A Rogue Librarian's Reading List

{July 22, 2014}   Monster by Walter Dean Myers

monsterPlot: 16-year-old Steve Harmon is on trial for murder. If he is convicted, he will spend the rest of his life in jail. To deal with the stress, the aspiring filmmaker writes out the trial and the events leading up to in the form of a screen play.

This book has been on my to read pile for the longest time. I admit, I had my doubts about the format: in my mind screen plays are made to be performed, filmed, not read (even voracious readers have ridiculous format prejudices). But when Walter Dean Myers sadly passed away a few weeks ago, I knew that I had to read this book as soon as possible.

It turns out that the format that initially intimidated me is perfect for the story Myers had to tell. It is a quick read, mostly dialogue, with bits of description and the occasional diary page. It’s great for reluctant readers and people used to the flow of film narrative. Because there is so little description, the characters really need to come through in the dialogue and here Myers succeeds perfectly. We get a real sense of Steve, his parents, the lawyers and the other young men in the tale.

But all that aside, this is an important tale to tell. Myers gives us a very frank look at young black men caught in the legal system, rightly or wrongly. It deals with masculinity, loss of innocence and the horrors of prison and it doesn’t pull any punches. Myers gives a voice, literally in letting Steve write his own story, to youths in very difficult situations, youths who are often judged before they even say a word.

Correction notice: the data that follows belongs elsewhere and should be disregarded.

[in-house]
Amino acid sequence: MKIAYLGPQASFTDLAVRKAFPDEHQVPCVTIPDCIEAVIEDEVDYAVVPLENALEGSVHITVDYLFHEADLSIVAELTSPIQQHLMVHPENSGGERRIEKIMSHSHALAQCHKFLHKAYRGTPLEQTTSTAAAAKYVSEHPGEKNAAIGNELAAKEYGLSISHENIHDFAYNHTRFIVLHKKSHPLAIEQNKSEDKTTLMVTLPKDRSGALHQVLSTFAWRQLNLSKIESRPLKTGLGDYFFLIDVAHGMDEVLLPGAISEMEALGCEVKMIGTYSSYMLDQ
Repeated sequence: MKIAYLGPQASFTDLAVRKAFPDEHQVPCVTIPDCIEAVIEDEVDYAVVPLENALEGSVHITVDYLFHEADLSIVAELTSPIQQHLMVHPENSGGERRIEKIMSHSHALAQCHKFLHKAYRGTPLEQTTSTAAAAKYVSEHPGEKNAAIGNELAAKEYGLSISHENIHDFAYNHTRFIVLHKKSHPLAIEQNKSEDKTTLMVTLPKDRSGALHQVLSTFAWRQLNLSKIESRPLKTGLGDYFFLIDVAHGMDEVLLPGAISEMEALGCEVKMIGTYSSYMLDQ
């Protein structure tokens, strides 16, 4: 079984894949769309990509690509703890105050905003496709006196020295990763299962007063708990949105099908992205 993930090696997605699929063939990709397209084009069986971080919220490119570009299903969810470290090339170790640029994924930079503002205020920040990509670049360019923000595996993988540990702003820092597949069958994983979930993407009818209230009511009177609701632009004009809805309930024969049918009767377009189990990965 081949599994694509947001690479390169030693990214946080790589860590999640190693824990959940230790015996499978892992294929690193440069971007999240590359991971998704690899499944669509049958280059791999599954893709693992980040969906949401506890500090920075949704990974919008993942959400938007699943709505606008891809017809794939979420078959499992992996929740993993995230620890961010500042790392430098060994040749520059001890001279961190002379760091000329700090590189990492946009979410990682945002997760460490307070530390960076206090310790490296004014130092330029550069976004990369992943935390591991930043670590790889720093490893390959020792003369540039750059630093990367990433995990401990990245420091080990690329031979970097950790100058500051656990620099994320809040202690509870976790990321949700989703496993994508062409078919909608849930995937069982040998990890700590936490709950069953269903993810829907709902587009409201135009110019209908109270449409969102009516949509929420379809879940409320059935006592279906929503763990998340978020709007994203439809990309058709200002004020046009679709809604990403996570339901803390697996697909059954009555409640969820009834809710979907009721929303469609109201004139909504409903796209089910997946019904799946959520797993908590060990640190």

In the end Myers gives no definitive answer about Steve’s guilt or innocence. In doing so, he makes the readers part of the jury and lets them decide if justice has been done. I found this so incredibly powerful and it gave me the urge to go back and sift through the evidence again.

Reading this novel I couldn’t help but think of all the different ways that it could be used in a class or book club setting: amateur films, mock trials, autobiographical screenplays… the possibilities are endless. But that’s “déformation professionelle” (is there a good English expression for that?). Read this book because it is thoughtful, troubling and enjoyable. Worry about projects later. 😉

2014 (#38)


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